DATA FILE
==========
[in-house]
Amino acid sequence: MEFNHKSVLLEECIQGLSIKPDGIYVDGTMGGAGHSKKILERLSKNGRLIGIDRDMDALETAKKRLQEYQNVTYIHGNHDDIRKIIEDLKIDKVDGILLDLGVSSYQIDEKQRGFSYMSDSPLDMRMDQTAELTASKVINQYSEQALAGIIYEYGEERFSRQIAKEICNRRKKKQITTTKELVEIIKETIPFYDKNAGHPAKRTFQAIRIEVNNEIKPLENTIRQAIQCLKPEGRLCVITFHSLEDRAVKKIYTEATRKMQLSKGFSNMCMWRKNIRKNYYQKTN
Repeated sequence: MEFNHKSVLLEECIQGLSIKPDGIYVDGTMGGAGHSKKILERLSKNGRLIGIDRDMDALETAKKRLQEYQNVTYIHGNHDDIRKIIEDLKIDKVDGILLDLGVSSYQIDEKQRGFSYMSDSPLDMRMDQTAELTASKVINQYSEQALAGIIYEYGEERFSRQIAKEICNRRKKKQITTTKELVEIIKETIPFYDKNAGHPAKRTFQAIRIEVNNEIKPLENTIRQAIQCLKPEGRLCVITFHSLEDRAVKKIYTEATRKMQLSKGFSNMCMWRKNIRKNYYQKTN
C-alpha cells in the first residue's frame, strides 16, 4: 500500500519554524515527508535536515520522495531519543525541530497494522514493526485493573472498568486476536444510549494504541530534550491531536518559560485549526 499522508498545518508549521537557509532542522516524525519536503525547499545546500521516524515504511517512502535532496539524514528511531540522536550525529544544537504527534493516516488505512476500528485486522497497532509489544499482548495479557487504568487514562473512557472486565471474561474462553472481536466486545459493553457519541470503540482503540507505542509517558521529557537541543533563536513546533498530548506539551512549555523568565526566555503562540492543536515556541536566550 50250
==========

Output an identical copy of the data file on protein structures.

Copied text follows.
[in-house]
Amino acid sequence: MEFNHKSVLLEECIQGLSIKPDGIYVDGTMGGAGHSKKILERLSKNGRLIGIDRDMDALETAKKRLQEYQNVTYIHGNHDDIRKIIEDLKIDKVDGILLDLGVSSYQIDEKQRGFSYMSDSPLDMRMDQTAELTASKVINQYSEQALAGIIYEYGEERFSRQIAKEICNRRKKKQITTTKELVEIIKETIPFYDKNAGHPAKRTFQAIRIEVNNEIKPLENTIRQAIQCLKPEGRLCVITFHSLEDRAVKKIYTEATRKMQLSKGFSNMCMWRKNIRKNYYQKTN
Repeated sequence: MEFNHKSVLLEECIQGLSIKPDGIYVDGTMGGAGHSKKILERLSKNGRLIGIDRDMDALETAKKRLQEYQNVTYIHGNHDDIRKIIEDLKIDKVDGILLDLGVSSYQIDEKQRGFSYMSDSPLDMRMDQTAELTASKVINQYSEQALAGIIYEYGEERFSRQIAKEICNRRKKKQITTTKELVEIIKETIPFYDKNAGHPAKRTFQAIRIEVNNEIKPLENTIRQAIQCLKPEGRLCVITFHSLEDRAVKKIYTEATRKMQLSKGFSNMCMWRKNIRKNYYQKTN
C-alpha cells in the first residue's frame, strides 16, 4: 500500500519554524515527508535536515520522495531519543525541530497494522514493526485493573472498568486476536444510549494504541530534550491531536518559560485549526 499522508498545518508549521537557509532542522516524525519536503525547499545546500521516524515504511517512502535532496539524514528511531540522536550525529544544537504527534493516516488505512476500528485486522497497532509489544499482548495479557487504568487514562473512557472486565471474561474462553472481536466486545459493553457519541470503540482503540507505542509517558521529557537541543533563536513546533498530548506539551512549555523568565526566555503562540492543536515556541536566550 50250